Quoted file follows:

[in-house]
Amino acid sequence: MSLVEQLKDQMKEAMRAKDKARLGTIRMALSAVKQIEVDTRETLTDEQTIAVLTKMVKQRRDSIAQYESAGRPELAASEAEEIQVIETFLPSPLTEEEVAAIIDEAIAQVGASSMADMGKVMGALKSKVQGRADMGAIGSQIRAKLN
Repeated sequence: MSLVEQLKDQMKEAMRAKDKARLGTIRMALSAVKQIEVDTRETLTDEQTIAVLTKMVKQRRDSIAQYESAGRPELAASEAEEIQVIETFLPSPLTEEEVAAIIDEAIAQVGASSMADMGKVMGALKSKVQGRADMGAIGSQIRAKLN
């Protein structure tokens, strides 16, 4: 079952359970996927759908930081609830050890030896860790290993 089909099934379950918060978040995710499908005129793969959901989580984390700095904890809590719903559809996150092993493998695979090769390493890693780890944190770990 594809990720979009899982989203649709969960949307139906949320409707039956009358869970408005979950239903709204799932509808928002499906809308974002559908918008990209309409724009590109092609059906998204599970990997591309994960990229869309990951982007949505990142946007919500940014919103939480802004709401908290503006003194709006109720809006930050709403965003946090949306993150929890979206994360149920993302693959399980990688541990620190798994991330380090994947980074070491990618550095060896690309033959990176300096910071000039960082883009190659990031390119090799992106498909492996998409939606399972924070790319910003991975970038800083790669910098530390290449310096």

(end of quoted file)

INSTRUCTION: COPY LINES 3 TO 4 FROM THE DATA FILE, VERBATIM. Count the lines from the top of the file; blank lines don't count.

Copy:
Repeated sequence: MSLVEQLKDQMKEAMRAKDKARLGTIRMALSAVKQIEVDTRETLTDEQTIAVLTKMVKQRRDSIAQYESAGRPELAASEAEEIQVIETFLPSPLTEEEVAAIIDEAIAQVGASSMADMGKVMGALKSKVQGRADMGAIGSQIRAKLN
């Protein structure tokens, strides 16, 4: 079952359970996927759908930081609830050890030896860790290993 089909099934379950918060978040995710499908005129793969959901989580984390700095904890809590719903559809996150092993493998695979090769390493890693780890944190770990 594809990720979009899982989203649709969960949307139906949320409707039956009358869970408005979950239903709204799932509808928002499906809308974002559908918008990209309409724009590109092609059906998204599970990997591309994960990229869309990951982007949505990142946007919500940014919103939480802004709401908290503006003194709006109720809006930050709403965003946090949306993150929890979206994360149920993302693959399980990688541990620190798994991330380090994947980074070491990618550095060896690309033959990176300096910071000039960082883009190659990031390119090799992106498909492996998409939606399972924070790319910003991975970038800083790669910098530390290449310096």